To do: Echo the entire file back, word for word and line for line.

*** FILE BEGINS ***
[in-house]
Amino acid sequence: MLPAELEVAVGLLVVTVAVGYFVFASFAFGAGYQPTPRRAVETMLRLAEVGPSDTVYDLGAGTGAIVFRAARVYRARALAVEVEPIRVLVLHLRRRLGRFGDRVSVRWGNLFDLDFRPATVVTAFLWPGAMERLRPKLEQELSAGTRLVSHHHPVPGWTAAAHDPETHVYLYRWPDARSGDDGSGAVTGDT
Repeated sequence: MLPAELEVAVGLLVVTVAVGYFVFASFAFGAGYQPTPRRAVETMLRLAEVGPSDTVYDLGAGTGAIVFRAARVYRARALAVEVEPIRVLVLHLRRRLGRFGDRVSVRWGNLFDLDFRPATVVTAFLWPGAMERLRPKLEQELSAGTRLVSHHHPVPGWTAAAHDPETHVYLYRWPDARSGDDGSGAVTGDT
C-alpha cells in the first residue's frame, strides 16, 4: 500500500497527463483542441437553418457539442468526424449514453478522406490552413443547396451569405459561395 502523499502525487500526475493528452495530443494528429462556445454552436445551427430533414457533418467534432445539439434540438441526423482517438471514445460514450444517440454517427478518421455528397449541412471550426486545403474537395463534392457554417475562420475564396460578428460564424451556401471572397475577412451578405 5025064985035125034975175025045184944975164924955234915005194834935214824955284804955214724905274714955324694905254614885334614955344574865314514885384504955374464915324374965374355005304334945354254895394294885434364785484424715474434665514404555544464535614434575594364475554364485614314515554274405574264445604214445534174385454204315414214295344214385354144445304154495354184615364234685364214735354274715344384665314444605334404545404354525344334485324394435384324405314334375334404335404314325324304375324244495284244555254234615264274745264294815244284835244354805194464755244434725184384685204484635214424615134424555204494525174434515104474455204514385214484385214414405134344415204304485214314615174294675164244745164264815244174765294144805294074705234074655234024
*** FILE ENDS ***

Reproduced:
[in-house]
Amino acid sequence: MLPAELEVAVGLLVVTVAVGYFVFASFAFGAGYQPTPRRAVETMLRLAEVGPSDTVYDLGAGTGAIVFRAARVYRARALAVEVEPIRVLVLHLRRRLGRFGDRVSVRWGNLFDLDFRPATVVTAFLWPGAMERLRPKLEQELSAGTRLVSHHHPVPGWTAAAHDPETHVYLYRWPDARSGDDGSGAVTGDT
Repeated sequence: MLPAELEVAVGLLVVTVAVGYFVFASFAFGAGYQPTPRRAVETMLRLAEVGPSDTVYDLGAGTGAIVFRAARVYRARALAVEVEPIRVLVLHLRRRLGRFGDRVSVRWGNLFDLDFRPATVVTAFLWPGAMERLRPKLEQELSAGTRLVSHHHPVPGWTAAAHDPETHVYLYRWPDARSGDDGSGAVTGDT
C-alpha cells in the first residue's frame, strides 16, 4: 500500500497527463483542441437553418457539442468526424449514453478522406490552413443547396451569405459561395 502523499502525487500526475493528452495530443494528429462556445454552436445551427430533414457533418467534432445539439434540438441526423482517438471514445460514450444517440454517427478518421455528397449541412471550426486545403474537395463534392457554417475562420475564396460578428460564424451556401471572397475577412451578405 5025064985035125034975175025045184944975164924955234915005194834935214824955284804955214724905274714955324694905254614885334614955344574865314514885384504955374464915324374965374355005304334945354254895394294885434364785484424715474434665514404555544464535614434575594364475554364485614314515554274405574264445604214445534174385454204315414214295344214385354144445304154495354184615364234685364214735354274715344384665314444605334404545404354525344334485324394435384324405314334375334404335404314325324304375324244495284244555254234615264274745264294815244284835244354805194464755244434725184384685204484635214424615134424555204494525174434515104474455204514385214484385214414405134344415204304485214314615174294675164244745164264815244174765294144805294074705234074655234024